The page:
Afterward, it seemed obvious that the March for Life shouldn’t be an easy offering, especially this year. Forty years and 55 million lives shouldn’t be marked by a sunny day filled with smiles, cookies, and hot chocolate. I wept when first confronted by the images of aborted babies, so it was appropriate that I should have been surrounded by weeping as I marched in their defense. Like Christ’s suffering, ours gave witness to our convictions and called us to focus less on self and more on the battle for others. It especially allowed me to teach my children, through actions and not just words, that love is sacrificial and that we don’t just give when convenient.

There was greater power to be born out and witnessed by the day’s suffering this year. There was redemptive suffering, which only Christ fully understands. There was the witness to our fellow brothers and sisters that shows our deep-seated commitment to the pro-life cause, unlike my shallow-rooted high school testimony. With this kind of spiritual power, the March has understandably been ignored year after year by the mainstream media.

More than anything else, our president needs our prayers for his conversion of heart.

Providentially, this year’s March for Life fell on the feast of St. Paul. The truth is, President Obama is every bit the sinful man that Saul once was, but he has the potential to become as great as St. Paul. He needs our prayers for his conversion of heart, not prayers for rainy days.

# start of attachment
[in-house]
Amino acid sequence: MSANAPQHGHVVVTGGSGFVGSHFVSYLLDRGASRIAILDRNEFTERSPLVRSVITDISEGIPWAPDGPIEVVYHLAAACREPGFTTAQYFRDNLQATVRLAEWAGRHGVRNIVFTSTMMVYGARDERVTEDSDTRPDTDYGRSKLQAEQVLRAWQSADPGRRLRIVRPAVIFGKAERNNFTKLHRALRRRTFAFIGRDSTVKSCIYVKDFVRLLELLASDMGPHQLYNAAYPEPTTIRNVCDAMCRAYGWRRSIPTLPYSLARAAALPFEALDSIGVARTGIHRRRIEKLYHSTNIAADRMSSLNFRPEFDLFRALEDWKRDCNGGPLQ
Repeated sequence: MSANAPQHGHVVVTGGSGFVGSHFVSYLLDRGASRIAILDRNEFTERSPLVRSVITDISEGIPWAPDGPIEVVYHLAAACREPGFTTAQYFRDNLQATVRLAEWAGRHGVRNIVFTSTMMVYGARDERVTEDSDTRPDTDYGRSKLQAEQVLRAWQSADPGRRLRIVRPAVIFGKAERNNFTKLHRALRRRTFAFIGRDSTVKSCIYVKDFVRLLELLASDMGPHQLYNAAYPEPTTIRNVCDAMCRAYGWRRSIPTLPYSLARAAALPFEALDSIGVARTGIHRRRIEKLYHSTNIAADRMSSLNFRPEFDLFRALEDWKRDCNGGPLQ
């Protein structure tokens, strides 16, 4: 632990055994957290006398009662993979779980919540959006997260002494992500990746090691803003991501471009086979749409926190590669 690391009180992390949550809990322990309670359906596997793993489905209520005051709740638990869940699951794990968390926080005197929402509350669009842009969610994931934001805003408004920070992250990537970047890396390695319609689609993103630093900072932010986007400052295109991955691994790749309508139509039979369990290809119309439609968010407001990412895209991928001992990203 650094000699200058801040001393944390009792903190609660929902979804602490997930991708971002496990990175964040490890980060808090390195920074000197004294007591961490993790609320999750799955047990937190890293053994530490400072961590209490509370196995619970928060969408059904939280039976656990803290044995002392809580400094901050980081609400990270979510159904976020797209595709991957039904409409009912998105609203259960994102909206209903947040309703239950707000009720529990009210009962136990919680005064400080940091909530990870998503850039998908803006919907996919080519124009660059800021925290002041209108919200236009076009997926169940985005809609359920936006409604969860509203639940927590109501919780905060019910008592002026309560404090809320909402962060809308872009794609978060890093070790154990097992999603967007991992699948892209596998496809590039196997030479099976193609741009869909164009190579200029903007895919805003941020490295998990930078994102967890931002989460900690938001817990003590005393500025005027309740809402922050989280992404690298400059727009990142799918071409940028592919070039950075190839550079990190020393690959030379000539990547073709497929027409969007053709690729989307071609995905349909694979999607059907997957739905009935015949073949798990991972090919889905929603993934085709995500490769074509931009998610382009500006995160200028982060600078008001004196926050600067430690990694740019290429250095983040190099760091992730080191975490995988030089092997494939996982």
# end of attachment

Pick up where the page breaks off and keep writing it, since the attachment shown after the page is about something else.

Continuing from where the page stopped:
There is a battle to be fought for the unborn, a battle for life and for Christ. The armor is heavy and uncomfortable, the journey is long and treacherous. Our efforts will be ignored, mocked, and distorted. None of that matters, because Christ is already the victor. But in the meantime, we must “soldier up.”

Will I attend future Marches for Life? I pray that they will be celebrations of victory instead, but until then, yes, I will.

Will I have all my kids in tow? Yes, because I want their pro-life hearts to be rooted in reality.

Will I see you there? I hope so! And if I happen to run over your toes with a stroller, just think of it as your offering of self.

Tara Brelinsky lives with her husband, Greg, in North Carolina. When not marching for life, she’s busy raising and homeschooling their family of seven (so far!) beautiful children. The Brelinskys, who have been married for 20 years, are natural family planning instructors through the Couple to Couple League. 

Authors Guest Posts

It’s the End of the (Real) World as We Know It

by author Susie Lloyd

used with permission by Sophia Institute Press

Years ago my friend Maria came back to the Church. It was the end of the world as she knew it.

In her youth, Maria was a heavy-metal fan; born, like a lot of people in the Sixties, with a deaf wish. But even though rock is now part of the mainstream, and even though liturgical music had it goin’ on in the Seventies, and even though Bob Dylan did a papal concert, there is still no Church-sanctioned version of Ozzy. So she kissed him goodbye.

After that it was goodbye modern TV and movies, goodbye to certain fashions from Trends R Us, goodbye to checkout-lane magazines and commerce on Sundays.

She came to me in a moment of despair and asked when it was going to stop. When, when was life going to seem normal again?

I broke the news: never.

I’m a cradle Catholic who considers being in a coma the only valid excuse for missing Sunday Mass, and I’m still not done saying goodbye to the world.